I came home with my new pair of Diabetic shoes last Thursday, and in some ways I like them and in some ways I don’t. I chose a Velcro closure, which I have never worn before, and that, in hindsight, was probably a mistake, since lace up shoes allow for more adjustment across the ball of the foot.
Even though my foot measured as average width, I am finding it difficult to adjust to the tight feeling across the widest part of my left foot. I’ve been patiently breaking them in, but getting a little discouraged. So, I took the amazingly comfortable special insoles out and put the original insole back in. Those are not as thick, but the shoe feels much better. Maybe after I’ve worn them for awhile I will be able to put the super cushion ones back in.
Medicare and my supplemental insurance paid for them, plus enough insoles to change them out every quarter. I figured since I couldn’t get much help with the testing supplies I’d save the money for a new pair of shoes that I needed anyway, and use that savings on test strips.
I continue to lose weight a little at a time, and I’m very pleased with that. I’ve lost 16 pounds since mid April, the first weight I’ve been able to lose since I was diagnosed with Parkinson’s and put on those meds. The change from PD meds to Essential Myoclonus meds didn’t help that problem, either. As my weight climbed I was more and more at risk for diabetes, particularly since it runs in my Daddy’s side of the family. It was not until my glucose levels were under control that I was able to lose weight, no matter how hard I tried. Adding the discipline of checking blood glucose levels 5 times a day on top of my already busy medicine schedule has just meant more to remember, but it’s pretty much routine by now. I still forget occasionally, but considering how bad my memory is, I think I’m doing quite well.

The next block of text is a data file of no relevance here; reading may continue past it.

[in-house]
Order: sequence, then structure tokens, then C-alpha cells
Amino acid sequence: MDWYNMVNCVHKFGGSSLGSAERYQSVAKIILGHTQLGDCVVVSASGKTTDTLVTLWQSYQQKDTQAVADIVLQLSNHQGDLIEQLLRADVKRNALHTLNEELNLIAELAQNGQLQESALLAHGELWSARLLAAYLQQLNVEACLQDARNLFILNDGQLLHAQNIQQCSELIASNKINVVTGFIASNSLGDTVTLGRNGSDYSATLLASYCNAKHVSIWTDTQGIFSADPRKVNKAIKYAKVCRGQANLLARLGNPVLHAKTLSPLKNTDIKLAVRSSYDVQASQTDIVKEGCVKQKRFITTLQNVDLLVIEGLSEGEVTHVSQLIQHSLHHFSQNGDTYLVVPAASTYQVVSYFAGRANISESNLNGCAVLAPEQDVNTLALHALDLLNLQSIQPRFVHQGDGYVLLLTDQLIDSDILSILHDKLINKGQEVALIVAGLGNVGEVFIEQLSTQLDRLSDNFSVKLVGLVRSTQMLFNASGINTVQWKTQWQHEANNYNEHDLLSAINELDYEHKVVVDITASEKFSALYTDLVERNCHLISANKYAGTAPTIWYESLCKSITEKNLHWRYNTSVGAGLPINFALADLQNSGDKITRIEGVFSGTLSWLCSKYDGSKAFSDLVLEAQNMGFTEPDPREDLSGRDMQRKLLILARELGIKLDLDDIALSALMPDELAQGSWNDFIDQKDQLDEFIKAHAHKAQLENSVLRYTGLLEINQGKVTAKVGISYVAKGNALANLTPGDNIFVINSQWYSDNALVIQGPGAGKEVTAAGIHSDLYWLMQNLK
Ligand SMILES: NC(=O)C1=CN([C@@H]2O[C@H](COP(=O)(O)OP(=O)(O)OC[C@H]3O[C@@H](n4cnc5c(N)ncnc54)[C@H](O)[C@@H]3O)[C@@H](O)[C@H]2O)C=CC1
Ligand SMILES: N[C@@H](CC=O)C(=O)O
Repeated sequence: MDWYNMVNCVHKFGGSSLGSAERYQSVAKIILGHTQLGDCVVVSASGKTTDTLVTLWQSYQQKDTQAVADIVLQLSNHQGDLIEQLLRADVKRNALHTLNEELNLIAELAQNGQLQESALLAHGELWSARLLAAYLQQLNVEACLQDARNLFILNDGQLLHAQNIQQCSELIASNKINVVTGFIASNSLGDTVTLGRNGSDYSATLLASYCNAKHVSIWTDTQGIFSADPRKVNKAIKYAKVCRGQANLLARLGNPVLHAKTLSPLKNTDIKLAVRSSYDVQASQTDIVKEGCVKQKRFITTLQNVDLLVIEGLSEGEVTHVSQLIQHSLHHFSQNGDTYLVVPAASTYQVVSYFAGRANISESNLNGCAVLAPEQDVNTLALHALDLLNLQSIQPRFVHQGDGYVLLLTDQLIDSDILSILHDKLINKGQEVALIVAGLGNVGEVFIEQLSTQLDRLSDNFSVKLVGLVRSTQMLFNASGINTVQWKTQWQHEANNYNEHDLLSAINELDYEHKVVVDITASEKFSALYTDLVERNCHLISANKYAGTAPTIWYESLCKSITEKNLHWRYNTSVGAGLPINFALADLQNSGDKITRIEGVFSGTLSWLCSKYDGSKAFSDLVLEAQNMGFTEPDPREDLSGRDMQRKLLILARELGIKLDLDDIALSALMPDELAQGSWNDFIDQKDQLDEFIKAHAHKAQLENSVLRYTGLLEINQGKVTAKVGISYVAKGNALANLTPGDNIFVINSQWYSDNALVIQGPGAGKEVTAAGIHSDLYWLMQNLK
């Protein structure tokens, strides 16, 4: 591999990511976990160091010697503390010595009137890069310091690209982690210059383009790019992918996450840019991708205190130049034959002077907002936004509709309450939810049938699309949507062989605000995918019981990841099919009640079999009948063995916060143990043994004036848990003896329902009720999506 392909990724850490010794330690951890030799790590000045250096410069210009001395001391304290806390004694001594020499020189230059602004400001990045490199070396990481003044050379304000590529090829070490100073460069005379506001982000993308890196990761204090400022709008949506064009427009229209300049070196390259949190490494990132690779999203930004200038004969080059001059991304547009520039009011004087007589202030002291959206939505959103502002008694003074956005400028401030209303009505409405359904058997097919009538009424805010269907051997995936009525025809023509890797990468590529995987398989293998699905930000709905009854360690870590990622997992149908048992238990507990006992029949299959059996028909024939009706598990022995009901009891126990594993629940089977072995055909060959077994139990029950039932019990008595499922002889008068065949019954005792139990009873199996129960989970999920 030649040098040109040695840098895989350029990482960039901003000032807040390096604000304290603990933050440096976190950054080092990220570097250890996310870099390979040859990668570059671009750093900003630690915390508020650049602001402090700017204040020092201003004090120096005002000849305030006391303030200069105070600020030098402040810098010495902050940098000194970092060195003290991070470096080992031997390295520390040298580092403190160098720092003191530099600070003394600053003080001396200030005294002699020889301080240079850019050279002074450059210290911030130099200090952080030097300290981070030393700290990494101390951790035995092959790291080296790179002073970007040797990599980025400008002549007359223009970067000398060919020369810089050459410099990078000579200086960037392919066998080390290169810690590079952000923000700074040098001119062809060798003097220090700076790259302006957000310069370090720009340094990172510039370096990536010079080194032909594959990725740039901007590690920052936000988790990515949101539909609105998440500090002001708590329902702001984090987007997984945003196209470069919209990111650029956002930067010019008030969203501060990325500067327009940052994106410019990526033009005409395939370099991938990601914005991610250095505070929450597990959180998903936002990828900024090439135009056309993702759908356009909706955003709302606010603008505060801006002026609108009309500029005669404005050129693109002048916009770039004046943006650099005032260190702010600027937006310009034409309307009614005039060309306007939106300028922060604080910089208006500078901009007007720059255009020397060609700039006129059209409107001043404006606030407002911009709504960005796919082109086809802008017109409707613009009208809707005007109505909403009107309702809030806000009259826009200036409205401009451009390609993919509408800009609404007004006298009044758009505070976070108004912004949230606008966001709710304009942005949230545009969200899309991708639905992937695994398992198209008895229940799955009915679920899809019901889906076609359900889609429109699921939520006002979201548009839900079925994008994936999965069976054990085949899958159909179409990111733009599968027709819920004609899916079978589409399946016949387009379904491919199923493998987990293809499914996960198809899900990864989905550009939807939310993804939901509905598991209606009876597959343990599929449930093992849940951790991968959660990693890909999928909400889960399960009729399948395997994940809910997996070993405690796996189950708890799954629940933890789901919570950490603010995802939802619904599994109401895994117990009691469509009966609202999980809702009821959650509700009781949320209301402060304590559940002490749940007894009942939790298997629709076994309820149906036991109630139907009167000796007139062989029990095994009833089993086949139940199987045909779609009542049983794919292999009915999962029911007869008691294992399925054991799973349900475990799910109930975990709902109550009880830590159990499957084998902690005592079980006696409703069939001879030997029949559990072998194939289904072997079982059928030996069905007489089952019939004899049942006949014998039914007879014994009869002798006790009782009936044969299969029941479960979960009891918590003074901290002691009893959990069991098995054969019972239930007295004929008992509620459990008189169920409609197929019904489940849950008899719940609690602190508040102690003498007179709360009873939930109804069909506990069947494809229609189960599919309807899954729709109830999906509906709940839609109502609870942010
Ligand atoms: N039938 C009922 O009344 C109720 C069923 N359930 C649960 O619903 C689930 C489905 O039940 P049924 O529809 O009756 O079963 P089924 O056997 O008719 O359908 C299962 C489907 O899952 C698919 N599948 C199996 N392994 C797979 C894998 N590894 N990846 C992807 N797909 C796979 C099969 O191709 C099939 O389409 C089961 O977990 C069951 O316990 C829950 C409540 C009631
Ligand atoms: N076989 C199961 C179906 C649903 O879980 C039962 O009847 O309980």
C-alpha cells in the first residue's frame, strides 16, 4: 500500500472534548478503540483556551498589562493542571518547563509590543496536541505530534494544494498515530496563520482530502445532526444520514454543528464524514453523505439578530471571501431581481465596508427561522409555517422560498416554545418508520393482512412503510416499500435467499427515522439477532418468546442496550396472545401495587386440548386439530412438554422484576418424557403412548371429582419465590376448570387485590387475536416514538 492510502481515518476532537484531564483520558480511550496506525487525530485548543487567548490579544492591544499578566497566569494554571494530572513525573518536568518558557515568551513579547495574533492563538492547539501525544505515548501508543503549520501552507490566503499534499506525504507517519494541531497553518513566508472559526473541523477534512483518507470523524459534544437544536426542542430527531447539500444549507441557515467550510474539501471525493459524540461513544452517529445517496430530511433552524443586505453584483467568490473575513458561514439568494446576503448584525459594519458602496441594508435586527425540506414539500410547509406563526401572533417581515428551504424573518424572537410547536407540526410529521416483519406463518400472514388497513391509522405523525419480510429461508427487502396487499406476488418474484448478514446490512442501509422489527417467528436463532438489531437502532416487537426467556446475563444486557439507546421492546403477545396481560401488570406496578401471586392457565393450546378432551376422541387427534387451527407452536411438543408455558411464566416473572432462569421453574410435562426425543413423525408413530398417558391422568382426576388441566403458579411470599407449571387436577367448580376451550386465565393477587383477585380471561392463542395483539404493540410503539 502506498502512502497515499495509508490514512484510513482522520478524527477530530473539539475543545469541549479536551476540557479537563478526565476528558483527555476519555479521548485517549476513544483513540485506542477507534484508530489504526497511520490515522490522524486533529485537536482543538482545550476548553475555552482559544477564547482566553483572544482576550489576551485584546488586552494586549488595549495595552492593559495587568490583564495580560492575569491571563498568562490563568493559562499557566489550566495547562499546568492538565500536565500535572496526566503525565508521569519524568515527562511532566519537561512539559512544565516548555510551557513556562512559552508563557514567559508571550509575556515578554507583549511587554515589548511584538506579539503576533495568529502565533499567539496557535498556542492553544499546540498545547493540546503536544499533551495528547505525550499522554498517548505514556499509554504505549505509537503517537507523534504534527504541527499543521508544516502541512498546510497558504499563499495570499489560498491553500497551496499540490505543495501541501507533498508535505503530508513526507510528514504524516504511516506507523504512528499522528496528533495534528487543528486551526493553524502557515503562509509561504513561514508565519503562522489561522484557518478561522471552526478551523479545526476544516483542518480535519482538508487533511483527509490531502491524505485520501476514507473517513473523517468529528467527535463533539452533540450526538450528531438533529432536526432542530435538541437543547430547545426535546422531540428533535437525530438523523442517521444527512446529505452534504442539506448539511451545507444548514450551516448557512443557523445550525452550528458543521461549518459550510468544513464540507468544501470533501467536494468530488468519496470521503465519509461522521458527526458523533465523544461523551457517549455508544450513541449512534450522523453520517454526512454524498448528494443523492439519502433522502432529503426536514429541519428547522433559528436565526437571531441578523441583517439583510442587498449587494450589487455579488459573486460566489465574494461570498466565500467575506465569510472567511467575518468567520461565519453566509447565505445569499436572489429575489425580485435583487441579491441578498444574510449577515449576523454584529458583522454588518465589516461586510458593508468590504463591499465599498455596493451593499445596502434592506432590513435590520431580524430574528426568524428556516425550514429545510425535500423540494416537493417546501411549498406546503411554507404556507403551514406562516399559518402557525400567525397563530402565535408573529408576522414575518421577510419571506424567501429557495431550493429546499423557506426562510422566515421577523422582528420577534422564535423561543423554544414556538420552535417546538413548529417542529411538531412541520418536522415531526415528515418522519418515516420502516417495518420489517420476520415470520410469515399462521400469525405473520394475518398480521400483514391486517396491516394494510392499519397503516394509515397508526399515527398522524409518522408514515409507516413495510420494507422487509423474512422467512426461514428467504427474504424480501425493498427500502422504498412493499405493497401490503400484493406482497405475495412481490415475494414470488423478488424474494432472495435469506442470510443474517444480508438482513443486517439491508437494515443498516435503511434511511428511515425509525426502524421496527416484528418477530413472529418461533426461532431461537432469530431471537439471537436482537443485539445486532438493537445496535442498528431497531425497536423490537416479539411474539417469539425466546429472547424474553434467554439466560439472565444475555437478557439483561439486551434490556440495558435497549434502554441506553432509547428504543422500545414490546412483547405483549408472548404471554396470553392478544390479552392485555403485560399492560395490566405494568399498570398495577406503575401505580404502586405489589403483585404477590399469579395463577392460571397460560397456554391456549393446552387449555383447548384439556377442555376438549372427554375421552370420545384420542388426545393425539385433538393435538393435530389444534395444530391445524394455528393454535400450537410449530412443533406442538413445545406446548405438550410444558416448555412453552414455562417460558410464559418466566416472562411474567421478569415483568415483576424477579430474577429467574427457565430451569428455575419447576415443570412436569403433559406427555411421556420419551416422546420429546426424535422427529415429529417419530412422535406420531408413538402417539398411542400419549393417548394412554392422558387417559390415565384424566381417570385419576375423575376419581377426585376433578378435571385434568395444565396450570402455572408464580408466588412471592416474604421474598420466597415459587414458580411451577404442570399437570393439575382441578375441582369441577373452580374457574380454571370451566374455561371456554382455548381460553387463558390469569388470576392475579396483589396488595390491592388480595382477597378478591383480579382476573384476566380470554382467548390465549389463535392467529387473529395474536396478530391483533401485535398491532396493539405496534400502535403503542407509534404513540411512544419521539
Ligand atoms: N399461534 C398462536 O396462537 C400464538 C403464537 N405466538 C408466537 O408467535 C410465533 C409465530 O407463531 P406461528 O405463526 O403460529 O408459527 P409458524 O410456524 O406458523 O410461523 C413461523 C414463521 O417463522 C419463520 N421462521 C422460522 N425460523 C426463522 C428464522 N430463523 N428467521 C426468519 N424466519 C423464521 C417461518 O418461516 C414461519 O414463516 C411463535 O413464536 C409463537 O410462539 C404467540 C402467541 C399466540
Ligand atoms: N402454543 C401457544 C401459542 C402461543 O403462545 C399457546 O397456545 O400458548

I guess my brain function is the real problem I continue to deal with. I have spells of being extremely forgetful, plus hubby and I have come to realize that I don’t process visual information very well any more. He will see a bird outside, tell me where to look, and it will often be a very long time before I can finally “see” it. I can’t really explain it, but I do know it’s not normal. I’ve made a few mistakes sending out stuffed animals or dolls that were similar to the one someone had ordered, not noticing the differences until they wrote to say they did not get the right toy. Very aggravating – and it costs us money!!
This Sunday I saw a name on our prayer list, immediately thinking it was someone in our Sunday School class who was having surgery. I embarrassed myself in front of everybody asking how she was doing. Of course she had no idea what I was talking about. I know both of these ladies very well, but for some reason my brain just ignored the last name, as if I didn’t even see it at all. I recently had my eyes examined, so I know it’s more a processing glitch than a vision problem.
Things like this seem to be happening more and more often, and I’d be lying if I said it doesn’t bother me. My mother had Alzheimer’s and my Granddaddy probably did, too, so it’s disconcerting, to say the least.
Well, that’s enough whining for one day. Let me get back to something more optimistic. I am very proud of my weight loss and the efforts I am taking to learn more about proper eating habits and diabetes in general. I just need to keep my eye on that 50 pound weight loss goal, and I know I can do it!
I’ve gone back to working Sudoku puzzles in an attempt to help with my strange brain glitches. I’ve also been playing with an old Rubic’s Cube we still had, too. And I plan on finding some more brain puzzles I can work on the computer.